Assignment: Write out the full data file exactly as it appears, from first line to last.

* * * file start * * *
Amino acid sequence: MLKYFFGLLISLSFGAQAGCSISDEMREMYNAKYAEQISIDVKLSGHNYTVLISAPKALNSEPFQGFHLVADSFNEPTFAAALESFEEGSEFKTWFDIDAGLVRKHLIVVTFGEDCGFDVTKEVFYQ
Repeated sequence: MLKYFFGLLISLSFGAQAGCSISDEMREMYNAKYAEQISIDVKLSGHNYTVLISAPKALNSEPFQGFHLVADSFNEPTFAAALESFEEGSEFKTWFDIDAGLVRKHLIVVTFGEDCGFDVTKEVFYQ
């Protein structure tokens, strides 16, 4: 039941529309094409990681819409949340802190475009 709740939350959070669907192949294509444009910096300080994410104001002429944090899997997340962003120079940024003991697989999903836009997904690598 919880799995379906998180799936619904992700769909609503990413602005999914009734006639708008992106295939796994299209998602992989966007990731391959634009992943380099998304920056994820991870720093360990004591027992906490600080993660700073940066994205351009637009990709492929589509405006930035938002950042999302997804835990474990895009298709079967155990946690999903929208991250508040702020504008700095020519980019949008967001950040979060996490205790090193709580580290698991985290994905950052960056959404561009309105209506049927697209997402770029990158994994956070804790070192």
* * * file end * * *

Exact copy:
Amino acid sequence: MLKYFFGLLISLSFGAQAGCSISDEMREMYNAKYAEQISIDVKLSGHNYTVLISAPKALNSEPFQGFHLVADSFNEPTFAAALESFEEGSEFKTWFDIDAGLVRKHLIVVTFGEDCGFDVTKEVFYQ
Repeated sequence: MLKYFFGLLISLSFGAQAGCSISDEMREMYNAKYAEQISIDVKLSGHNYTVLISAPKALNSEPFQGFHLVADSFNEPTFAAALESFEEGSEFKTWFDIDAGLVRKHLIVVTFGEDCGFDVTKEVFYQ
């Protein structure tokens, strides 16, 4: 039941529309094409990681819409949340802190475009 709740939350959070669907192949294509444009910096300080994410104001002429944090899997997340962003120079940024003991697989999903836009997904690598 919880799995379906998180799936619904992700769909609503990413602005999914009734006639708008992106295939796994299209998602992989966007990731391959634009992943380099998304920056994820991870720093360990004591027992906490600080993660700073940066994205351009637009990709492929589509405006930035938002950042999302997804835990474990895009298709079967155990946690999903929208991250508040702020504008700095020519980019949008967001950040979060996490205790090193709580580290698991985290994905950052960056959404561009309105209506049927697209997402770029990158994994956070804790070192």